}
    
    @MyRuntimeVisibleAnnotation
    static class RuntimeCheck2 {
    }
    
    public static void main(String[] args) {
        Annotation[] annotationsByType = RuntimeCheck1.class.getAnnotations();
        Annotation[] annotationsByType2 = RuntimeCheck2.class.getAnnotations();

        System.out.println("default retention: " + Arrays.toString(annotationsByType));
        System.out.println("runtime retention: " + Arrays.toString(annotationsByType2));
    }
}

# Built-in annotations

The Standard Edition of Java comes with some annotations predefined. You do not need to define them by yourself and you can use them immediately. They allow the compiler to enable some fundamental checking of methods, classes and code.

@Override

This annotation applies to a method and says that this method must override a superclass' method or implement an abstract superclass' method definition. If this annotation is used with any other kind of method, the compiler will throw an error.

Concrete superclass

public class Vehicle {
   public void drive() {
        System.out.println("I am driving");
   }
}

class Car extends Vehicle {
    // Fine
    @Override
    public void drive() {
        System.out.prinln("Brrrm, brrm");
    }
}

Abstract class

abstract class Animal  {
   public abstract void makeNoise(); 
}

class Dog extends Animal {
    // Fine
    @Override
    public void makeNoise() {
        System.out.prinln("Woof");
    }
}

Does not work

class Logger1 {
    public void log(String logString) {
        System.out.prinln(logString);
    }
}

class Logger2 {
    // This will throw compile-time error. Logger2 is not a subclass of Logger1. 
    // log method is not overriding anything
    @Override
    public void log(String logString) {
        System.out.println("Log 2" + logString);
    }
}

The main purpose is to catch mistyping, where you think you are overriding a method, but are actually defining a new one.

class Vehicle {
   public void drive() {
        System.out.println("I am driving");
   }
}

class Car extends Vehicle {
    // Compiler error. "dirve" is not the correct method name to override.
    @Override
    public void dirve() {
        System.out.prinln("Brrrm, brrm");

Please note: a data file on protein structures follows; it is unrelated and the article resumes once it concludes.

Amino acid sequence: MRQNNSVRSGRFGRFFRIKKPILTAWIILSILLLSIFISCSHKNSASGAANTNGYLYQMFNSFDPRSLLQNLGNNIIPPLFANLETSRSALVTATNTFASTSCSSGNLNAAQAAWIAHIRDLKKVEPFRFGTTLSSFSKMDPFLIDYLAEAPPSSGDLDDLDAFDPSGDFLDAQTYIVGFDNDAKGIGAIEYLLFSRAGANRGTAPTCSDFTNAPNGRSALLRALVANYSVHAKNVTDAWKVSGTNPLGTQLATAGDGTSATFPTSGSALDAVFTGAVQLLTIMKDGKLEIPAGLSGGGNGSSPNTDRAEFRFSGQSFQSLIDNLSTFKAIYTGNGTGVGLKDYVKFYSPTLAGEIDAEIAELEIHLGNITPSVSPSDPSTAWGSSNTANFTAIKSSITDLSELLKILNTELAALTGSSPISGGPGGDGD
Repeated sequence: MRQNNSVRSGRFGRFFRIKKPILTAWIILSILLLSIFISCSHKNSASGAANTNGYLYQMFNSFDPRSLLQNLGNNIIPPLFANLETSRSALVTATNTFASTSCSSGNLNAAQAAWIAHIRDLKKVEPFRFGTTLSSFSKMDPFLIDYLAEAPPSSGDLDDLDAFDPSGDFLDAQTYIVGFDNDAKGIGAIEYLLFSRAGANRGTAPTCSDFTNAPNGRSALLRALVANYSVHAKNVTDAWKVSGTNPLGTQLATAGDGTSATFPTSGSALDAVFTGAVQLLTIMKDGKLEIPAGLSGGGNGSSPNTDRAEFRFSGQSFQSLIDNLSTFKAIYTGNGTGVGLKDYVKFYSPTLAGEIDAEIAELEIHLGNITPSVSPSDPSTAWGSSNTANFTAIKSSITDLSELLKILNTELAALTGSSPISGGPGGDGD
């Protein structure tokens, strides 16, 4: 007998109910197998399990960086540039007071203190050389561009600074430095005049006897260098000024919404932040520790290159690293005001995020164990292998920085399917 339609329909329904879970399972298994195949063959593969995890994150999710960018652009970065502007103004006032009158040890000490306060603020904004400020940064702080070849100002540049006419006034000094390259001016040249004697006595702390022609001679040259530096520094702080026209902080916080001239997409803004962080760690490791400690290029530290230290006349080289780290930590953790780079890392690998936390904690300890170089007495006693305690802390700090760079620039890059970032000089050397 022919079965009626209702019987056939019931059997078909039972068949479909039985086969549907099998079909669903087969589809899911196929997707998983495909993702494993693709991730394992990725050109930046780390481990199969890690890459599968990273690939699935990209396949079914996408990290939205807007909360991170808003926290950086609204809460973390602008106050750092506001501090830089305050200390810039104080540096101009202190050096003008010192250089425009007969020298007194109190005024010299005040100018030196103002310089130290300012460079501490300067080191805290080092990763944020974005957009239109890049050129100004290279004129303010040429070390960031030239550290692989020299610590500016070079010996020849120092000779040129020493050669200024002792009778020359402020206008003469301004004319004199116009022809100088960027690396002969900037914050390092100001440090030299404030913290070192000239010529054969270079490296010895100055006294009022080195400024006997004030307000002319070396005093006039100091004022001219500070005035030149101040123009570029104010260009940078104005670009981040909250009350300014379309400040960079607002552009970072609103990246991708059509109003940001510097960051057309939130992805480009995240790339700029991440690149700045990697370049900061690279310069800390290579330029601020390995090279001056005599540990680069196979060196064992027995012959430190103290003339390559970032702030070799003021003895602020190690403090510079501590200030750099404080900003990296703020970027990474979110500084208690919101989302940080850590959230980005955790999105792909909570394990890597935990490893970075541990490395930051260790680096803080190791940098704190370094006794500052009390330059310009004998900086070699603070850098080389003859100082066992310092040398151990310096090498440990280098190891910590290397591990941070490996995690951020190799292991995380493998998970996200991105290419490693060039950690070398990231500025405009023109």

}
}

Note that the meaning of @Override has changed over time:

  • In Java 5, it meant that the annotated method had to override a non-abstract method declared in the superclass chain.
  • From Java 6 onward, it is also satisfied if the annotated method implements an abstract method declared in the classes superclass / interface hierarchy.

(This can occasionally cause problems when back-porting code to Java 5.)

@Deprecated

This marks the method as deprecated. There can be several reasons for this:

  • the API is flawed and is impractical to fix,
  • usage of the API is likely to lead to errors,
  • the API has been superseded by another API,
  • the API is obsolete,
  • the API is experimental and is subject to incompatible changes,
  • or any combination of the above.
  • The specific reason for deprecation can usually be found in the documentation of the API.

    The annotation will cause the compiler to emit an error if you use it. IDEs may also highlight this method somehow as deprecated

    class ComplexAlgorithm {
        @Deprecated
        public void oldSlowUnthreadSafeMethod() {
            // stuff here
        }
        
        public void quickThreadSafeMethod() {
            // client code should use this instead
        }
    }
    
    

    @SuppressWarnings

    In almost all cases, when the compiler emits a warning, the most appropriate action is to fix the cause. In some instances (Generics code using untype-safe pre-generics code, for example) this may not be possible and it's better to suppress those warnings that you expect and cannot fix, so you can more clearly see unexpected warnings.

    This annotation can be applied to a whole class, method or line. It takes the category of warning as a parameter.

    @SuppressWarnings("deprecation")
    public class RiddledWithWarnings {
        // several methods calling deprecated code here
    }
    
    @SuppressWarning("finally")
    public boolean checkData() {
        // method calling return from within finally block
    }
    
    

    It is better to limit the scope of the annotation as much as possible, to prevent unexpected warnings also being suppressed. For example, confining the scope of the annotation to a single-line:

    ComplexAlgorithm algorithm = new ComplexAlgorithm();
    @SuppressWarnings("deprecation") algoritm.slowUnthreadSafeMethod(); 
    // we marked this method deprecated in an example above
    
    @SuppressWarnings("unsafe") List<Integer> list = getUntypeSafeList();